Dr. Kaelin is the Sidney Farber Professor in the Department of Medicine at the Dana-Farber Cancer Institute and at the Brigham and Women’s Hospital, Harvard Medical School. Dr. Kaelin was awarded the 2019 Nobel Prize for Physiology or Medicine, with co-recipients Sir Peter J. Ratcliffe and Dr. Gregg L. Semenza, for discoveries related to the mechanisms by which cells sense and respond to oxygen levels. He is an elected member of the National Academy of Sciences, the National Academy of Medicine, the American Academy of Arts and Sciences and the Association of American Physicians, and has been a Howard Hughes Medical Investigator since 1998.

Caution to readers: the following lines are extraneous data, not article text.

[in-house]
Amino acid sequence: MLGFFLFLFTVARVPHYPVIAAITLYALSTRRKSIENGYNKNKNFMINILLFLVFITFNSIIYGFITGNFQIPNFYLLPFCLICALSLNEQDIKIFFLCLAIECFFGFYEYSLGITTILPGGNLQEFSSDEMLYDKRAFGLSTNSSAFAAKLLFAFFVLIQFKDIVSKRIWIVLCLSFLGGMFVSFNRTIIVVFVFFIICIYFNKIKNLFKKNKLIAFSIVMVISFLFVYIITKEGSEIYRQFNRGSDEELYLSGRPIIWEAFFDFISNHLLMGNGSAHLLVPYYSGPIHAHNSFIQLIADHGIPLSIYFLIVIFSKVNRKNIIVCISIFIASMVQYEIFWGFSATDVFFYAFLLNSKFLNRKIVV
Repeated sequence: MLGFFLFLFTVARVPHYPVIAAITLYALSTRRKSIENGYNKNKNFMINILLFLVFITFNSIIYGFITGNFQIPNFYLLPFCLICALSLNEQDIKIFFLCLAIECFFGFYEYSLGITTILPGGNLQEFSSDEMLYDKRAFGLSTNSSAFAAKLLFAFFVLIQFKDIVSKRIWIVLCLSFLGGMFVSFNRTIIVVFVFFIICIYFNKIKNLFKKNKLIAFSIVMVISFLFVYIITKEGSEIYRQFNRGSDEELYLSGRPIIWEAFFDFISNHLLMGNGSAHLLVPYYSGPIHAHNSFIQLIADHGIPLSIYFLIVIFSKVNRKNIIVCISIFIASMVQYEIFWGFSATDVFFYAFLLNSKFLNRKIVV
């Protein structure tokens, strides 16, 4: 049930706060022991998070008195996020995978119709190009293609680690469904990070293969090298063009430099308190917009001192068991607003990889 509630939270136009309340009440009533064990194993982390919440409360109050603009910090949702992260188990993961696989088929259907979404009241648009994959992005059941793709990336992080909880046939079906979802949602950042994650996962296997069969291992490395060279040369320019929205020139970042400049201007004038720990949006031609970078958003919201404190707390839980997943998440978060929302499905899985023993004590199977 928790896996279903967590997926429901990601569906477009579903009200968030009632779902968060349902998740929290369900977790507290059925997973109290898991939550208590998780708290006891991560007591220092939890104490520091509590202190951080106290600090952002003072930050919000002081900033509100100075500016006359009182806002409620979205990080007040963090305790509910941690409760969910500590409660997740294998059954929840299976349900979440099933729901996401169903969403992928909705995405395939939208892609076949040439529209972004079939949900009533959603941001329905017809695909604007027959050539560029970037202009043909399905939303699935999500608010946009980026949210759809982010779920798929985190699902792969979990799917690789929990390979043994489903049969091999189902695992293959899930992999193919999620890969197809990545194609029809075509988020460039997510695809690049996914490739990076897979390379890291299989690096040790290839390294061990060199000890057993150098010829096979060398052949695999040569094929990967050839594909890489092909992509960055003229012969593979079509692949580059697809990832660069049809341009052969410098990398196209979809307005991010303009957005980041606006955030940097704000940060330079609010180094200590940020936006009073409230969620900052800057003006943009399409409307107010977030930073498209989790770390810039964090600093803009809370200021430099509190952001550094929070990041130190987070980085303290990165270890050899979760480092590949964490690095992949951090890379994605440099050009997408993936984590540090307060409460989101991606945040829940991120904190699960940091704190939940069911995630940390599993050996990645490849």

Dr. Kaelin’s research seeks to understand how mutations affecting tumor-suppressor genes cause cancer and to lay the foundation for new anticancer therapies. Dr. Kaelin has received numerous recognitions for his work, including the Albert Lasker Basic Medical Research Award, the Princess Takamatsu Award (AACR), the Science of Oncology Award (ASCO) and the Canada Gairdner International Award. Dr. Kaelin obtained his undergraduate and MD degrees from Duke University and completed his training in internal medicine at the Johns Hopkins Hospital, where he served as chief medical resident. He was a clinical fellow in Medical Oncology at the Dana-Farber Cancer Institute, during which time he was a McDonnell Scholar.